(Photo: © Budimir Jevtic - Fotolia.com)
once read an account of a student who challenged his teacher by stating
that the teacher’s reliance on Christianity was a crutch. The teacher
responded by admitting that Christ was his crutch, adding that he is a
very good crutch, and then asking the student, “What is your crutch?”
One dictionary definition of crutch is, “Anything depended upon for support”.
I’ve lived my own life, observed those around me, and read and heard
about other lives, I have come to the conclusion that everyone has
crutches, even those who project self-sufficiency. Some of these
crutches are obvious; many are hidden from public view, with hidden
crutches sometimes erupting into public scandals.
The question is
not whether a person has a crutch, but whether this crutch is
constructed of straw, of false hardwood, or of genuine hardwood.
crutches are known to be made of straw, even though many continue to
rely on them: alcohol or food in excess; drugs; sexual compulsions and
obsessions; greed to possess things and status; a long list.
insist they have no crutches. Often, atheists who reject belief in the
existence of God claim that science and reason are their sole guides.
These too are crutches. So, are they good crutches?
on which people rely include the prominent “isms”: communism,
nationalism, socialism, capitalism, epicureanism, stoicism, even
feminism as an end in itself. Passionate cases have been made for each
of these political, economic, and/or philosophical systems.
problem with reliance on these “isms”, and even science, is that they
are subject to human limitations, including the pervasive concupiscence
that muddles and corrupts our thinking. For illustration, these
intellectual ideals can be compared to mathematician and philosopher
Kurt Gödel’s incompleteness theorem; that is, a consistent mathematical
(computable) system cannot be complete, and the consistency of its
self-evident principles (axioms) cannot be proven within the system. Not
an easy concept for me, or most of us, to comprehend. Suffice it to say
that applying Gödel’s logic to the matter of intellectual crutches, one
would have to resort to something outside the “system” to prove that
they are reliable.
As for science, things that are “settled” in
one century are often unsettled in the next; for example, descriptions
of the physical universe per Aristotle, then Newton, then Einstein, and
now Hawking and his contemporaries. Tenets of science that were once
thought to be “settled”, and were later disproven, are too many to
mention, something that honest scientists accept as an inevitable
consequence of scientific investigation.
This isn’t to say that
the scientific method is invalid, only that science is restricted by its
areas of competence and our human understanding of the phenomenon being
described. Scientismrather than authentic science that recognizes
limitsis used in our age to suggest that if our understanding of
science, the Earth, and the universe is constantly changing, evolving,
why shouldn't our understanding of ethics evolve too? As biochemistry,
genetics, physics, psychology, and sociology tell us more about man, why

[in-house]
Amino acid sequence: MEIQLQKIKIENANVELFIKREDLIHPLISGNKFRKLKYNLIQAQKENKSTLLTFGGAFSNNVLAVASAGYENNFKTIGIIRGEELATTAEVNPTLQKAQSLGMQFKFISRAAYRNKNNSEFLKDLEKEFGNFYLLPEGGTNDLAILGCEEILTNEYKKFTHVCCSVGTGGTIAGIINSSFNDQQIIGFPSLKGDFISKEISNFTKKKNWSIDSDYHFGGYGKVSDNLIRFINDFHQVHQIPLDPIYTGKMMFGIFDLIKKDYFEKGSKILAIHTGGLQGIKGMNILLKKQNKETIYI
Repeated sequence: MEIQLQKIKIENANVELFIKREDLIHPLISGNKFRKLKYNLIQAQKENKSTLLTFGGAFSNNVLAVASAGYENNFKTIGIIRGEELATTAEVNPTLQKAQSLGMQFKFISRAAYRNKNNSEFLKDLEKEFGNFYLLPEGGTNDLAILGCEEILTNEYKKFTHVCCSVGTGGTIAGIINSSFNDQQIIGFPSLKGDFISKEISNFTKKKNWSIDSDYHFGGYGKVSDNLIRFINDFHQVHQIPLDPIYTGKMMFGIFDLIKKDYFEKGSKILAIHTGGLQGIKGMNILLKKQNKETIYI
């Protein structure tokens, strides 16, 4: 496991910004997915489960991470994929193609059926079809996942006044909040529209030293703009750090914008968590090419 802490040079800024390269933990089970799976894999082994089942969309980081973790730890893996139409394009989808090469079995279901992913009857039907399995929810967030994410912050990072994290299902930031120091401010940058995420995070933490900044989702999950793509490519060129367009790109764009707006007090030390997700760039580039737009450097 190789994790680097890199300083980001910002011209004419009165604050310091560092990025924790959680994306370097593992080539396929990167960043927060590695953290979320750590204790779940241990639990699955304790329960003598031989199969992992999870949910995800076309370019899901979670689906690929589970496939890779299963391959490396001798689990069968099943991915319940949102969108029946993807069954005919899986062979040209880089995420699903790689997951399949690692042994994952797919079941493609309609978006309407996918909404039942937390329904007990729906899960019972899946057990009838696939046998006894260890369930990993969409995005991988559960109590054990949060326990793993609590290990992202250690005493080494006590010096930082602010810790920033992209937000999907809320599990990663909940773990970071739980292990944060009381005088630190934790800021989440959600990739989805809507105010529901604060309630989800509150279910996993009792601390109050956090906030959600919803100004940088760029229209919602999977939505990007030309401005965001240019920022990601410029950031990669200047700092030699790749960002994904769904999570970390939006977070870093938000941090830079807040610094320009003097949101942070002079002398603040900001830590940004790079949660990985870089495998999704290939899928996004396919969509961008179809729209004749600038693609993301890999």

shouldn't we modify our ethical views? No ethical principles should be
fixed, so this perspective goes. Everything should be malleable as we
Not all who ascribe to malleable ethics are atheists,
but adapters have been convinced, or indoctrinated, into believing that
malleable ethics are supported by science and reason, while some are
merely attracted to the expedient behavior that malleable ethics
Where can a reliable crutch be found, a crutch that is
not subject to human limitations, the limitations of the physical
universe, or mere expediency?
Christians say that Jesus is the
only reliable crutch, so to speak. As God, he is not “trapped” within a
dimensional universe and not subject to human limitations; in a poetic
sense, he is outside of, and above, the systems constrained by Gödel’s
incompleteness theorem. In “The Divine Comedy”, Dante relies on
crutches, Virgil and Beatrice, on his journey through hell, purgatory,
and paradise, but he, Virgil, and Beatrice ultimately rely on Christ,
the crutch that takes the poet to his good end.
Kolbe had been imprisoned in Auschwitz for several months before he made
a conscious choice to trade places with a condemned man. He could have
had no illusions about what awaited him. Only his reliance on the Divine
Crutch could sustain him in the dark hole where the Nazis put him to
starve. Saint John Paul II encountered enough hardship and burden for
ten men but his crutch made him a heroic witness to hope, solidarity,
Which brings us to false hardwood. Human beings are
tempted to create a Christ according to their human preferences rather
than striving to re-create themselves in Christ’s image. This is what
happens when we select Scripture passages that reinforce our preferences
and ignore those that challenge us, or when we rely on false prophets
with their own agendas or delusions. The true hardwood crutch is the
Christ of Scripture in its entirety, especially those passages that most
trouble and challenge us, and as revealed to us by and through the
Church, chock full of fragile human beings but still supported by the
That teacher responding to his student possessed
the self-knowledge that allowed him to reveal, and even celebrate, his
human weakness, something most of us strive to avoid at all costs. If we
are going to use a crutchand we all need onewe ought to seek the very
best, and then hang on for dear life.